Researchers at Georgia Health Sciences University are studying whether inhibiting an enzyme that reduces levels of a protective metabolite could halt the progression of diabetic nephropathy, or kidney disease resulting from diabetes.
With a four year, $308,000 grant from the American Heart Association, Dr. Ahmed Elmarakby, Assistant Professor of Oral Biology in the College of Dental Medicine and Pharmacology and Toxicology in the Medical College of Georgia, will study how epoxyeicosatrienoic acids, or EETs, protect the kidneys.
EETs are metabolites that guard against inflammation and high blood pressure, very useful assets considering that oxidative stress and inflammatory cytokines play a role in diabetic nephropathy.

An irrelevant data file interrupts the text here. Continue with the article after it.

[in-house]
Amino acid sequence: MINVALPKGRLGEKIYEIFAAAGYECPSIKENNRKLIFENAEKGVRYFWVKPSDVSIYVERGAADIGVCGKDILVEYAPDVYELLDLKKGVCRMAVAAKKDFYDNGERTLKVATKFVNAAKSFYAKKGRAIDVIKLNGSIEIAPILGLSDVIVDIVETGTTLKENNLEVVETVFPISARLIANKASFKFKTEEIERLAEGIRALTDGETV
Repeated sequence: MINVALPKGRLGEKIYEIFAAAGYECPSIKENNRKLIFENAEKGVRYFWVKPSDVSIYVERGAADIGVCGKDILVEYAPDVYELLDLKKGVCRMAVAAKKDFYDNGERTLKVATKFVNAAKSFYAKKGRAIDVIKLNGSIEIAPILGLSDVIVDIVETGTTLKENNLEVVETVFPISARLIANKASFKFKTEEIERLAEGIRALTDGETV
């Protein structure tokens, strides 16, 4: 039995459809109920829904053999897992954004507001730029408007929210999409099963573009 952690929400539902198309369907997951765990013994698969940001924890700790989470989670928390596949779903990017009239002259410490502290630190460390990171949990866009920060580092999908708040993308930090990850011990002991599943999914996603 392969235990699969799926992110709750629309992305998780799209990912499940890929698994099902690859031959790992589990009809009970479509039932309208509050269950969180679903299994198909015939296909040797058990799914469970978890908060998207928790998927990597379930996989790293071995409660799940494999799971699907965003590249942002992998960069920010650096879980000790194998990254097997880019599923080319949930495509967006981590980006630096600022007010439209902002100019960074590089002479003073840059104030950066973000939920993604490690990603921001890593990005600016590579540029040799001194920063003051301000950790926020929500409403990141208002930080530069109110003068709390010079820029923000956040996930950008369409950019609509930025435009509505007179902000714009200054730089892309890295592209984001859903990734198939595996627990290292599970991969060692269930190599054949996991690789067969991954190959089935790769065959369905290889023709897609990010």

Elmarakby hypothesizes that EETs protect kidneys by inhibiting nuclear factor kappa B from signaling inflammation and by activating hemeoxygenase-1 to counteract oxidative damage.
But while EETs are working hard to protect the kidneys, an enzyme, soluble epoxide hydrolase, causes EETs to rapidly degrade in the body. Elmarakby believes drugs that inhibit the enzyme could halt the damage, and he is testing the theory on diabetic animals.
"Diabetic nephropathy is a leading cause of end-stage renal disease, for which the only treatment now is dialysis and kidney transplant," Elmarakby said. "We hope the inhibitors could potentially be used to halt the progression of renal injury during diabetes."
About 170 million people worldwide have diabetes, and that number is expected to double within the next 25 years. Diabetic nephropathy affects about 35 percent of diabetic patients.